Further information:
http://www.syr.edu

More articles from Life Sciences:

nachricht Ion treatments for cardiac arrhythmia — Non-invasive alternative to catheter-based surgery
20.01.2017 | GSI Helmholtzzentrum für Schwerionenforschung GmbH

nachricht Seeking structure with metagenome sequences
20.01.2017 | DOE/Joint Genome Institute

All articles from Life Sciences >>>

The most recent press releases about innovation >>>

Die letzten 5 Focus-News des innovations-reports im Überblick:

Im Focus: Traffic jam in empty space

New success for Konstanz physicists in studying the quantum vacuum

An important step towards a completely new experimental access to quantum physics has been made at University of Konstanz. The team of scientists headed by...

Im Focus: How gut bacteria can make us ill

HZI researchers decipher infection mechanisms of Yersinia and immune responses of the host

Yersiniae cause severe intestinal infections. Studies using Yersinia pseudotuberculosis as a model organism aim to elucidate the infection mechanisms of these...

Im Focus: Interfacial Superconductivity: Magnetic and superconducting order revealed simultaneously

Researchers from the University of Hamburg in Germany, in collaboration with colleagues from the University of Aarhus in Denmark, have synthesized a new superconducting material by growing a few layers of an antiferromagnetic transition-metal chalcogenide on a bismuth-based topological insulator, both being non-superconducting materials.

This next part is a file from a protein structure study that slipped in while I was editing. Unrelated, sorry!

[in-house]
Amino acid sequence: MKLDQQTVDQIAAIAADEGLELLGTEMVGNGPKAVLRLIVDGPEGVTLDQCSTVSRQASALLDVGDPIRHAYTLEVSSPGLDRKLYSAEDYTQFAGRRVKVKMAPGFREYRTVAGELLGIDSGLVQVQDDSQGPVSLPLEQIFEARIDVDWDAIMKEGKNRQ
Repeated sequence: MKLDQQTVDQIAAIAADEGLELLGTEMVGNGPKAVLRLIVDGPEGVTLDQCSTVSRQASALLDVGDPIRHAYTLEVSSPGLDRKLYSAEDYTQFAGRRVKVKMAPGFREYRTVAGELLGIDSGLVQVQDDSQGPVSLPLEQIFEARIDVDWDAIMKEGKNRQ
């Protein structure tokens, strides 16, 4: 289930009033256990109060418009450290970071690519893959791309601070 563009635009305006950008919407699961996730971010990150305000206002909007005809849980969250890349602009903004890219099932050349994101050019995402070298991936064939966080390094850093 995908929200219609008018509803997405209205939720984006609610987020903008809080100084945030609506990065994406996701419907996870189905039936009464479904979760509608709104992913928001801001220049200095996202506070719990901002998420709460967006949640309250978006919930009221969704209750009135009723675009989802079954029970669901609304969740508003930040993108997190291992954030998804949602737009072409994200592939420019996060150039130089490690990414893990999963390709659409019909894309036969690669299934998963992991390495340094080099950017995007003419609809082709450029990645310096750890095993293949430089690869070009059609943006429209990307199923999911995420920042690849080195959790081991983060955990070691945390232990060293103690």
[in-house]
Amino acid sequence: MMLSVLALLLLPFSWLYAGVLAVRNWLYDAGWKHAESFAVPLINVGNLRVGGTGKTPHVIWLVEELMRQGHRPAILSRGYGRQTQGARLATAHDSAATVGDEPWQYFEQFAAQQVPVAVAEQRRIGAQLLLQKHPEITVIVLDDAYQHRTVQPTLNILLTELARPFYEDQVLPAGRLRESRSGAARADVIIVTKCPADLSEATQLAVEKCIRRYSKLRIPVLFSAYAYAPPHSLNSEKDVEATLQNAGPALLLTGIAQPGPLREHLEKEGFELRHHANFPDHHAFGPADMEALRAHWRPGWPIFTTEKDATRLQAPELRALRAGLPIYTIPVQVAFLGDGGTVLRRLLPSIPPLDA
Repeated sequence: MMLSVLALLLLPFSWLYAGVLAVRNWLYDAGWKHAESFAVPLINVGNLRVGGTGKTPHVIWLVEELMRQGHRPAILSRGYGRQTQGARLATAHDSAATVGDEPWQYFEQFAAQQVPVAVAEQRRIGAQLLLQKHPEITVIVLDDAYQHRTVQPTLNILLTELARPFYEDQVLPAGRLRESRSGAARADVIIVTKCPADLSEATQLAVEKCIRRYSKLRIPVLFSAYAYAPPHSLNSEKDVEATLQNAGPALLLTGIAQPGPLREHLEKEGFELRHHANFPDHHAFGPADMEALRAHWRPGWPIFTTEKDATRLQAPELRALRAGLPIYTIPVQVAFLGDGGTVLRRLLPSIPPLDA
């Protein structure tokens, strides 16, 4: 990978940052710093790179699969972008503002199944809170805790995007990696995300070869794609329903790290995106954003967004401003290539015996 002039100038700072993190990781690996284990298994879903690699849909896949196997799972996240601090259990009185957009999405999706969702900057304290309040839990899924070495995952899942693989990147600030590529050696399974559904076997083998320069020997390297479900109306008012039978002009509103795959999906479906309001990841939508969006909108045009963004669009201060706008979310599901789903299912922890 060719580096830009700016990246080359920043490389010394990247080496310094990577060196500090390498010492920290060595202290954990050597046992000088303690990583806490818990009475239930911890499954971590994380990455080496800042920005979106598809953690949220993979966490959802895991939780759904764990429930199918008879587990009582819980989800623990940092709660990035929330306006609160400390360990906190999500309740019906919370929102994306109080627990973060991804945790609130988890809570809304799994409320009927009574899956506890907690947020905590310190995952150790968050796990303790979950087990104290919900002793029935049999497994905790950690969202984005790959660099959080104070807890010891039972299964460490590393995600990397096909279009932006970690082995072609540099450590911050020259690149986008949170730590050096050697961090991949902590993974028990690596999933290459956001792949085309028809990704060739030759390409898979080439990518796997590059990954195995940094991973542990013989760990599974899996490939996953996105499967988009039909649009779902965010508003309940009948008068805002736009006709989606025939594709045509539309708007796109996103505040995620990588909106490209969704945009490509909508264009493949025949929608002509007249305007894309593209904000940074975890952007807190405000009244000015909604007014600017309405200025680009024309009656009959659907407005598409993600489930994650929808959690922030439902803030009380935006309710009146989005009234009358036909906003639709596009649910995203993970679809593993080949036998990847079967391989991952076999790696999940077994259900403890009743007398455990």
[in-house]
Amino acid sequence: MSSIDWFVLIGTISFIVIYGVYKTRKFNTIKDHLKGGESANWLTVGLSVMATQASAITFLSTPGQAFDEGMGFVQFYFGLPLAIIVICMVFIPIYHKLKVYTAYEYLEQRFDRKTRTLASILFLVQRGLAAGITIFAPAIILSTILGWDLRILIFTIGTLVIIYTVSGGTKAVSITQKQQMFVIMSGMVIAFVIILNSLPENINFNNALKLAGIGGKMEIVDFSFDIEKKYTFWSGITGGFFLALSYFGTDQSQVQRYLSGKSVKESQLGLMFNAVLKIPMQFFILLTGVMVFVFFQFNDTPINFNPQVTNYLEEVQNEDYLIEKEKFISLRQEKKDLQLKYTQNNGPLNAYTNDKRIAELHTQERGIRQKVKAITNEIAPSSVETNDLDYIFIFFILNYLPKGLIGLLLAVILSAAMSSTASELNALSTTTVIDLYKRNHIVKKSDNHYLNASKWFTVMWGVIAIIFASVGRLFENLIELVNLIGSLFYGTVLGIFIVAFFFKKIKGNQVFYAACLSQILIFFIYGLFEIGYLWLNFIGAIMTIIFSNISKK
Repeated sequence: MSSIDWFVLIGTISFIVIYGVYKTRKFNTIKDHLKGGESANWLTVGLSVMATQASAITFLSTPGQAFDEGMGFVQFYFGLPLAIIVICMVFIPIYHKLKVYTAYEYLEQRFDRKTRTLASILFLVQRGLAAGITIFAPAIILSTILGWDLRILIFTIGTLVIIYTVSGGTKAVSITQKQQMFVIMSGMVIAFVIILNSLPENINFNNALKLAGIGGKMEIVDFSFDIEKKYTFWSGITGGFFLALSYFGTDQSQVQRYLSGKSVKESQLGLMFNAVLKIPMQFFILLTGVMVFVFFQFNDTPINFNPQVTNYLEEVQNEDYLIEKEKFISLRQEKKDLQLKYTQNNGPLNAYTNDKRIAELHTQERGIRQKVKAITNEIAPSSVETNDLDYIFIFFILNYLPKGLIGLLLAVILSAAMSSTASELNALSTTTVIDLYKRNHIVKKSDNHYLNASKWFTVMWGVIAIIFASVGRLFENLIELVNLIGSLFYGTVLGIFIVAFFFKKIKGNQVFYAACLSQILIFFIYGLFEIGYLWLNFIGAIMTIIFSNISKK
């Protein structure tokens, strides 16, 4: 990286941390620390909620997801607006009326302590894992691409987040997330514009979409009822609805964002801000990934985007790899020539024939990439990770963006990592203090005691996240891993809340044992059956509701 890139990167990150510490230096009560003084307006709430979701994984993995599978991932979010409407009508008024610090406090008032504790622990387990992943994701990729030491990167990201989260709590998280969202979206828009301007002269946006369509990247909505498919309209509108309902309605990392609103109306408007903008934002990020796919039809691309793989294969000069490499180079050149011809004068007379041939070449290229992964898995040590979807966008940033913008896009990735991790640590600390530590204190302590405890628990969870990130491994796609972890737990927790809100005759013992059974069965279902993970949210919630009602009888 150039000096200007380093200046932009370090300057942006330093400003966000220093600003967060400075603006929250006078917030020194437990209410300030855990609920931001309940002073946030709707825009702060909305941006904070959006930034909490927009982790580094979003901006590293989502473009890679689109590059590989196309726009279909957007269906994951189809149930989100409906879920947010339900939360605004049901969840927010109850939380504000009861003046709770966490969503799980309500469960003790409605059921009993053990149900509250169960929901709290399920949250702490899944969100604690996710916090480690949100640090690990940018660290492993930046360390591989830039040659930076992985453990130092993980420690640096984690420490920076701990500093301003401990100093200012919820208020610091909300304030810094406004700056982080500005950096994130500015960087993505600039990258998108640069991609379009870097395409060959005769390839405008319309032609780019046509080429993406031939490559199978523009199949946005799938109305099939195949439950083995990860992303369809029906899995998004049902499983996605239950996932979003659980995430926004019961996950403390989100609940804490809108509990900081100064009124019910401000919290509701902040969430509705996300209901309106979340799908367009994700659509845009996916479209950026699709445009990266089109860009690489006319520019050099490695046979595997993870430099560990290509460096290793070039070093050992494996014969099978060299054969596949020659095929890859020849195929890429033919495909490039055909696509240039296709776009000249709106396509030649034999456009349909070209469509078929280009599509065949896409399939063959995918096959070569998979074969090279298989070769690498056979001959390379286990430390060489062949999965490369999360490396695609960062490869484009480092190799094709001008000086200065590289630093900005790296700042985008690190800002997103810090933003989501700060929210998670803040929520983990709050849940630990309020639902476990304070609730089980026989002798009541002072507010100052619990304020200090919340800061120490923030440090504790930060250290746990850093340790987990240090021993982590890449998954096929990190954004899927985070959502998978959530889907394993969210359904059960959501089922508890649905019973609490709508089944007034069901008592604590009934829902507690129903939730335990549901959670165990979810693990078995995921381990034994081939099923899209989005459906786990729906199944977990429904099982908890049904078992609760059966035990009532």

While superconductivity and magnetism are generally believed to be mutually exclusive, surprisingly, in this new material, superconducting correlations...

Im Focus: Studying fundamental particles in materials

Laser-driving of semimetals allows creating novel quasiparticle states within condensed matter systems and switching between different states on ultrafast time scales

Studying properties of fundamental particles in condensed matter systems is a promising approach to quantum field theory. Quasiparticles offer the opportunity...

Im Focus: Designing Architecture with Solar Building Envelopes

Among the general public, solar thermal energy is currently associated with dark blue, rectangular collectors on building roofs. Technologies are needed for aesthetically high quality architecture which offer the architect more room for manoeuvre when it comes to low- and plus-energy buildings. With the “ArKol” project, researchers at Fraunhofer ISE together with partners are currently developing two façade collectors for solar thermal energy generation, which permit a high degree of design flexibility: a strip collector for opaque façade sections and a solar thermal blind for transparent sections. The current state of the two developments will be presented at the BAU 2017 trade fair.

As part of the “ArKol – development of architecturally highly integrated façade collectors with heat pipes” project, Fraunhofer ISE together with its partners...

All Focus news of the innovation-report >>>

Anzeige

Anzeige

Event News

Sustainable Water use in Agriculture in Eastern Europe and Central Asia

19.01.2017 | Event News

12V, 48V, high-voltage – trends in E/E automotive architecture

10.01.2017 | Event News

2nd Conference on Non-Textual Information on 10 and 11 May 2017 in Hannover

09.01.2017 | Event News

 
Latest News

Helmholtz International Fellow Award for Sarah Amalia Teichmann

20.01.2017 | Awards Funding

An innovative high-performance material: biofibers made from green lacewing silk

20.01.2017 | Materials Sciences

Ion treatments for cardiac arrhythmia — Non-invasive alternative to catheter-based surgery

20.01.2017 | Life Sciences

VideoLinks
B2B-VideoLinks
More VideoLinks >>>